The Liquid Hydrogen target
RIKEN and CEA teams have experience developing cryogenic hydrogen targets. In particular, the cryogenics team at CEA IRFU/SACM developed targets for GSI experiments, the last in date being the PRESPEC target [louchart], and is currently recently responsible for the development of the CHyMENE target [gillibert], a very thin windowless pure hydrogen for low-energy studies.
The MINOS target cell is made of Mylar. The diameter of the entrance (exit) window are 40 (56) mm. The target length may be changed from one experiment to another. Available lengths today are 100 mm, 150 mm and 200 mm. The target is divided into two parts. The first part consists of a stainless steel body with filling and return gas tubes and the Mylar entrance window (125 micron thick). The second part is the Mylar cell (150 micron thickness).
Hydrogen is cooled and liquefied in contact with the second stage of a closed-cycle refrigeration system by SHI SUMITOMO. This configuration limits liquid volume to about 100 cm3. The target is connected to a storage tank through two separate check valves. The final pressure in the storage tank will be 1.05 bars. This eliminates all risks of explosion fueled by oxygen leaking into the system. This pressure will be the vapor pressure of the liquid, corresponding to a temperature of 20.5 K for hydrogen.
The target cell is located inside a sealed vacuum chamber which provides a secondary containment volume in case of target rupture. The hydrogen to be used in the target will be stored in a tank of about 1000 liters. The gas pressure in the tank will be approximately 1.35 bars when all the gas is in the tank, and slightly over 1 bar when the target cell is filled.
More details can be found in [obertelli].
The tracking is essential to determine the vertex position and therefore to allow the use of a very thick target. The trajectories of protons will be analyzed using a cylindrical Time Projection Chamber (TPC). The TPC will surround the target and be 300 mm long to access the detection of particles emitted at small angles (see a schematic view below). In the case of (p,pn) reactions, it corresponds to the detection of the unique recoil proton and the projectile-like residue whereas in the case of $(p,2p)$ reactions the projectile-like residue can be detected in coincidence with up to two protons.
Drift electrons will be amplified on the backplane of the TPC through a Micromegas amplification stage. Charges will be induced on a pixelized readout plane with pads of the order of 2-4 mm2. Signals will be digitized via a specific electronics and readout. The Front End Cards (FEC) can be equipped by AFTER chips or AGET chips, both developed at CEA Saclay.
Electronics and Data Acquisition System
The MINOS detectors is conveyed with it own electronics. The 5000 channels of the TPC and ancillary detectors (external position-sensitive Micromega layer and DSSSDs) are readout by a digital electronics developed at CEA Saclay composed of FEC cards equipped with AGET chips and connected to the so-called FEMINOS readout card. The full system is composed of 20 cards. All cards are synchronized through the Trigger Clock Module (TCM) that also delivers the common trigger to all cards.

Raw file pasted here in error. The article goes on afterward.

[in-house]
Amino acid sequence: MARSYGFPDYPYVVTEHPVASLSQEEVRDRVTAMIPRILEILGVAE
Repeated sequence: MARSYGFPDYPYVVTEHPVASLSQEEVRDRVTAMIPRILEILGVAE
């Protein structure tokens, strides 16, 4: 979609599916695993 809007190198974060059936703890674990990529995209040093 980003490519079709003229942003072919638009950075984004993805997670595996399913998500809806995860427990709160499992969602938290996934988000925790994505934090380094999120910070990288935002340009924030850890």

The maximum trigger rate of the electronics is limited to several kHz.
The MINOS system has its own acquisition system which can be coupled to the RIBF DAQ.
To properly define the experimental conditions of your experiment, realistic simulations can be performed with the MINOS simulation package (to be available soon). Case by case simulations can be performed on request (contact Anna Corsi at firstname.lastname@example.org).
For a first order estimate of the MINOS response, the following items have to be considered:
- Beam absorption and re-interaction probability in the target lead to a reduction of the statistics compared to a pure linear scaling with the cross section and target thickness. A simulation using INCL4.10 for 53K(p,2p) at 250 MeV/nucleon as a function of target thickness is shown on the figure below. A 30% reduction for a 150-mm target for medium-mass nuclei is a typical value.
- MINOS has been defined to achieve a vertex resolution of 3 mm FWHM for (p,2p) reactions involving medium-mass nuclei at energies above 200 MeV/nucleon. To give an example, realistic simulations for 53K(p,2p)52Ar at 250 MeV/nucleon gives a resolution of 2.8 mm FWHM. In the case of Ca(p,pn) reactions at similar energies, a vertex resolution of 4 to 5 mm is found.
- Depending on the reaction, the efficiency of detecting at least one proton (and therefore being able to determine the vertex position) differs. In typical cases of (p,2p), the efficiency is simulated to be 85%. For (p,pn) reactions, the efficiency drops to 65%. In the case of (p,3p) reaction, the efficiency rises above 95%.
- Typical gain of MINOS in terms of gamma statistics is shown in the following simulation for the 53K(p,2p) at 250 MeV/nucleon, assuming a 1 MeV transition and the use of DALI2. Note that the gain is limited here by the intrinsic resolution and size of the DALI2 detectors.